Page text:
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Cuba

Money & costs

Money

Two currencies circulate throughout Cuba – Cuban convertible pesos (CUC) and Cuban pesos (CUP), also called moneda nacional (MN). Most prices here are quoted in convertible pesos (CUC$) and nearly everything tourists buy is in this currency, although you can often buy street food and drinks in CUP, making it a good idea to change CUC$10 to CUC$20 for such sundries at a Cadeca.

Convertible pesos can only be bought and sold in Cuba with euros, British pounds, Canadian dollars and Swiss francs; these currencies are exchanged at the global exchange rate for the dollar, plus an 8% margin tacked on by the Cuban government. US dollars are also convertible, but exchanging them not only incurs the aforementioned 8% fee, but a further 10% penalty. Therefore bring one of the four accepted currencies to avoid giving more than is inevitable of your holiday funds to the Cuban government.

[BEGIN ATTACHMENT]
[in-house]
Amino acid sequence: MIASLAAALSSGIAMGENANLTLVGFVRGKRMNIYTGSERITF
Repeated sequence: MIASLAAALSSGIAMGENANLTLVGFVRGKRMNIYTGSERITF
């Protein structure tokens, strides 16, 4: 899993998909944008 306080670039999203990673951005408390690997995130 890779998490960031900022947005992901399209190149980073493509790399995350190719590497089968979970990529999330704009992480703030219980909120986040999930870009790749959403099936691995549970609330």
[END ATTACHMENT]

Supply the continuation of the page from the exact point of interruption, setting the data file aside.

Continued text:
Convertible pesos are useless outside Cuba; you can reverse-exchange currency at the airport before you pass through immigration. Do not change money on the street as scams are rampant and there’s no benefit to you.

ATMs have become much more reliable in recent years, but should only ever be taken for granted in Havana and Santiago. Elsewhere imagine their working as a useful bonus, but never count on it. Credit cards are also charged at an 8% commission, so their use will not save you any money, sadly. Generally, using them in better hotels and resorts is trouble-free, but again, never rely on them. Visa is the most widely accepted credit card. Due to embargo laws, no credit card issued by a US bank or subsidiary is accepted in Cuba.

While they add security, traveler’s checks are a hassle in Cuba. In addition to commissions, cashing them takes time, and smaller hotels don’t accept them. They’re virtually useless in the provinces. If you insist on carrying them, get Thomas Cook checks.